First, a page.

Chesapeake Bay Introduced Species Database


Trapa natans

Common name(s):
Water Chestnut
Trapa natans (Water Chestnut) was a widespread Eurasian water plant with edible seeds, and was introduced to North America as an ornamental plant in the 19th century. In the 20th century, it formed great blooms, clogging waterways in the Great Lakes, Hudson River, and in the Potomac, and upper Bay. It was cleared by mechanical methods in the 1950s, but has reappeared in 1998 in the Bird and Sassafras River, Maryland, and in 2014 in Pohick Bay, Viriginia, on the Potomac. These blooms have been controlled by state agencies, with the help of volunteers.
Image courtesy of U.S. Army corps of Engineers 1977.

Economic Impacts

Impact:
Boating; Habitat Change; Fisheries; Health
The impacts of Trapa natans (Water Chestnut) have fluctuated drastically with its population in tidal fresh tributaries of Chesapeake Bay. A successful eradication campaign nearly eliminated the plant from the Potomac River and upper Bay by the 1960s, but in 1998, a dramatic resurgence occurred on the Bird and Sassafras Rivers (MD), tributaries of the Upper Bay. Annual eradication campaigns since then have greatly decreased the extent of the infestation (Maryland Department of Natural Resources 2000).

Aesthetic - Trapa natans made swimming unpleasant (United States Army Corps of Engineers 1977). This plant is probably unattractive in large quantities, and likely to cause unpleasant odors when washed ashore. The plant was regarded as ornamental in fish ponds (Mills et al. 1997), and the seeds can be roasted and eaten (Brown and Brown 1984).

Fisheries - Areas of dense growth are avoided by fishes (United States Army Corps of Engineers 1977).

Boating- In the 1920s-1950s, Trapa natans interfered with navigation on the Potomac and upper Bay tributaries and required mechanical harvesting, and later, herbicide control to maintain channels. Overall costs for the 1920s-1950s control program probably exceeded $2.8 million dollars (1950 dollars, converted to 1992 dollars) (Stevenson and Confer 1978; United States Army Corps of Engineers 1977). The cost of the recent 1998-to present upper Bay eradication program, using mechanical harvesters and volunteers with rakes (Maryland Department of Natural Resources 2000), is not known.

Health - The seeds are spiny and can cause injuries if stepped on (Hurley 1990). Dense growths were probably favorable to mosquito breeding, as was the case with Myriophyllum spicatum (Eurasian Watermilfoil) (Stevenson and Confer 1978).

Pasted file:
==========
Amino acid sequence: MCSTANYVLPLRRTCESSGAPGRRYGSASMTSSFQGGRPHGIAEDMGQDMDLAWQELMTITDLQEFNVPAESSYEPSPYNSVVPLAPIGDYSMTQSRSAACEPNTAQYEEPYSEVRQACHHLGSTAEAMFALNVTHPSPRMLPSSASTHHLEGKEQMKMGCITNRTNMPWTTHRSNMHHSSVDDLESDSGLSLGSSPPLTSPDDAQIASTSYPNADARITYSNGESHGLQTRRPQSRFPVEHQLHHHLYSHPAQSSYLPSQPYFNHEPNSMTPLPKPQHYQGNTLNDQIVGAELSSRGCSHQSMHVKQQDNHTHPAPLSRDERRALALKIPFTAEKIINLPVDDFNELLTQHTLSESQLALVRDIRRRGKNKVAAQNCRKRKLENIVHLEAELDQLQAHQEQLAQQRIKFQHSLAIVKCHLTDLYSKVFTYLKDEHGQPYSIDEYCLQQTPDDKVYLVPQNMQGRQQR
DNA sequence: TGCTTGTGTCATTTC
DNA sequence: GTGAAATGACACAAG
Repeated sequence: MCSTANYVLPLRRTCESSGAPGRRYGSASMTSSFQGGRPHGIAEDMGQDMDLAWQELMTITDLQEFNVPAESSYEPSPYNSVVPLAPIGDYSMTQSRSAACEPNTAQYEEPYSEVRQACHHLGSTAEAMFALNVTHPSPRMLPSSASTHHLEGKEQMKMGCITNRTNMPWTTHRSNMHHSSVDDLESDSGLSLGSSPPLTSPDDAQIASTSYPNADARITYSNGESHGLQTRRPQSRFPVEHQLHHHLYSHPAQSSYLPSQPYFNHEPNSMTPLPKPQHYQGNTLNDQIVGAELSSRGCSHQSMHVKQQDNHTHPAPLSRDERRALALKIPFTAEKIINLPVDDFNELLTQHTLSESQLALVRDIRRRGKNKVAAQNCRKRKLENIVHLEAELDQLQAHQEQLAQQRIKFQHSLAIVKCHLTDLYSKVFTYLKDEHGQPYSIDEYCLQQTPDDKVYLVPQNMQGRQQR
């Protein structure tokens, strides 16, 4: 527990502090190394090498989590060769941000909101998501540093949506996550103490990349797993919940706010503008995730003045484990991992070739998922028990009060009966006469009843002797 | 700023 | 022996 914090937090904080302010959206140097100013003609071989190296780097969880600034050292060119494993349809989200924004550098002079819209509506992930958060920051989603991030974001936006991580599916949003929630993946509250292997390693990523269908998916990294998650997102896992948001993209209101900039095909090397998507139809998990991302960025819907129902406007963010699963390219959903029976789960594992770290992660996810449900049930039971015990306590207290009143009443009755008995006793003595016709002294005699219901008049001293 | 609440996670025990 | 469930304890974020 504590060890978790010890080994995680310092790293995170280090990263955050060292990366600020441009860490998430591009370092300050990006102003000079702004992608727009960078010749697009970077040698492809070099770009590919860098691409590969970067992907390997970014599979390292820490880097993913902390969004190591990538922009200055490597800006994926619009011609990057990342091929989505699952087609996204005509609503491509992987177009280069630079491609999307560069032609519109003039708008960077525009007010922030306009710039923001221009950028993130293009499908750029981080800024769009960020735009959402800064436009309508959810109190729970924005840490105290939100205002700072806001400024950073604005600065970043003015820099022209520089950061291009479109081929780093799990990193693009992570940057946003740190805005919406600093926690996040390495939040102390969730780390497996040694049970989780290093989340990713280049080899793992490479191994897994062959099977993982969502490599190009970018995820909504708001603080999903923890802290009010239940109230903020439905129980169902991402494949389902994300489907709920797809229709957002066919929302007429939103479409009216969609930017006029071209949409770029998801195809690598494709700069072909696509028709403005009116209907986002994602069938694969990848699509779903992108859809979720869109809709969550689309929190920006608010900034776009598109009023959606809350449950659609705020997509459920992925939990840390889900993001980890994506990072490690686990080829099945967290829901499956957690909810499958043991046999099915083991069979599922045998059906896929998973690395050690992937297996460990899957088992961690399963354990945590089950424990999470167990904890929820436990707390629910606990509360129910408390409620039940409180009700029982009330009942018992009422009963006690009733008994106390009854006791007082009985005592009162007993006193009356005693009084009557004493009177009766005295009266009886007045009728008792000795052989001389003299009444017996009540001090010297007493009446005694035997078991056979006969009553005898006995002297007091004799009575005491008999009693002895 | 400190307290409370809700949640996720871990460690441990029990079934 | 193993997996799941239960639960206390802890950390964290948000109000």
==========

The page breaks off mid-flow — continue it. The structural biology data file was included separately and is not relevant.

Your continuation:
Habitat Change - See under 'Ecological impacts'. Trapa natans killed native submerged aquatic vegetation which were important waterfowl foods (United States Army Corps of Engineers 1977). Control methods-including mechanical harvesting and herbicides probably also had some adverse affects of fishes (Serafy et al. 1993) and on submerged aquatic vegetation beds.

References - Brown and Brown 1984; Mills et al. 1997; Hurley 1990; Serafy et al. 1993; Stevenson and Confer 1978; United States Army Corps of Engineers 1977.


Economic Impacts Outside Chesapeake Bay

Impact:
In areas where Trapa natans (Water Chestnut) has become abundant (Hudson River, Lake Ontario, Potomac, and others), it has required costly mechanical and chemical control programs (Mills et al. 1993; Mills et al. 1997). Effects of fisheries and waterfowl appear to be overwhelmingly negative (United States Army Corps of Engineers 1977). However, it is still frequently cultivated and sold as an ornamental.

References- United States Army Corps of Engineers 1977


Ecological Impacts

Impacts on Natives:
Competition; Habitat Change
The impacts of Trapa natans (Water Chestnut) have fluctuated drastically with its population in tidal fresh tributaries of Chesapeake Bay. A successful eradication campaign nearly eliminated the plant from the Potomac River and upper Bay by the 1960s, but in 1998, a dramatic resurgence occurred on the Bird and Sassafras Rivers (MD), tributaries of the Upper Bay. Annual eradication campaigns since then have greatly decreased the extent of the infestation (Maryland Department of Natural Resources 2000).

Competition - In the Potomac and some Upper Bay tributaries, Trapa natans grew so densely as to make a continuous sheet of vegetation across bodies of water, shutting out light, killing submerged aquatic vegetation (Stevenson and Confer 1978; United States Army Corps of Enginers 1977).

Habitat Change - 'It has also been found that very few fish will frequent these (Trapa natans) areas and that normal biological processes are terminated or severely reduced' (United States Army Corps of Engineers 1977). Decomposition of large biomasses probably depleted oxygen concentrations.

Food/Prey - Plants and seeds are not used as wildlife food (Hurley 1990).

References - Hurley 1990; Stevenson and Confer 1978; United States Army Corps of Engineers 1977
Impacts on Non-natives:
Competition; Habitat Change
Trapa natans (Water Chestnut) probably has had impacts on introduced as well as native fishes and introduced submerged aquatic vegetation similar to those on native species (see 'Impacts on Native Residents'). Plant species especially likely to be affected would be Myriophyllum spicatum (Eurasian Watermilfoil), Najas minor (Eurasian Water-Nymph), Potamogeton crispus (Curly Pondweed), and Hydrilla verticillata (Hydrilla).


This data was last modified on Thursday, September 29th, 2005.
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